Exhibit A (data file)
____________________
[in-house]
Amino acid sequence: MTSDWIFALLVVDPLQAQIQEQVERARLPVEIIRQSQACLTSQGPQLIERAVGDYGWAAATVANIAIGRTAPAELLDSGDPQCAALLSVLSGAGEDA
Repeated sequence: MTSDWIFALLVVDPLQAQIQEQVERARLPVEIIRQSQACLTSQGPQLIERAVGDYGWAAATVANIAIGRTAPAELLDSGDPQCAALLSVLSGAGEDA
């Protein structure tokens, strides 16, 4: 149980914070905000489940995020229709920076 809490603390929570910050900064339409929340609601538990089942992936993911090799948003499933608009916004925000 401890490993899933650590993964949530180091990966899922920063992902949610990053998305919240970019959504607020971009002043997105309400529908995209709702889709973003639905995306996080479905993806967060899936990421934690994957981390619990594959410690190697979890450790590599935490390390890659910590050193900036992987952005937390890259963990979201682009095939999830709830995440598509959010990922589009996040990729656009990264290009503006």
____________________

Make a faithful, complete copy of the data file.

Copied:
[in-house]
Amino acid sequence: MTSDWIFALLVVDPLQAQIQEQVERARLPVEIIRQSQACLTSQGPQLIERAVGDYGWAAATVANIAIGRTAPAELLDSGDPQCAALLSVLSGAGEDA
Repeated sequence: MTSDWIFALLVVDPLQAQIQEQVERARLPVEIIRQSQACLTSQGPQLIERAVGDYGWAAATVANIAIGRTAPAELLDSGDPQCAALLSVLSGAGEDA
């Protein structure tokens, strides 16, 4: 149980914070905000489940995020229709920076 809490603390929570910050900064339409929340609601538990089942992936993911090799948003499933608009916004925000 401890490993899933650590993964949530180091990966899922920063992902949610990053998305919240970019959504607020971009002043997105309400529908995209709702889709973003639905995306996080479905993806967060899936990421934690994957981390619990594959410690190697979890450790590599935490390390890659910590050193900036992987952005937390890259963990979201682009095939999830709830995440598509959010990922589009996040990729656009990264290009503006």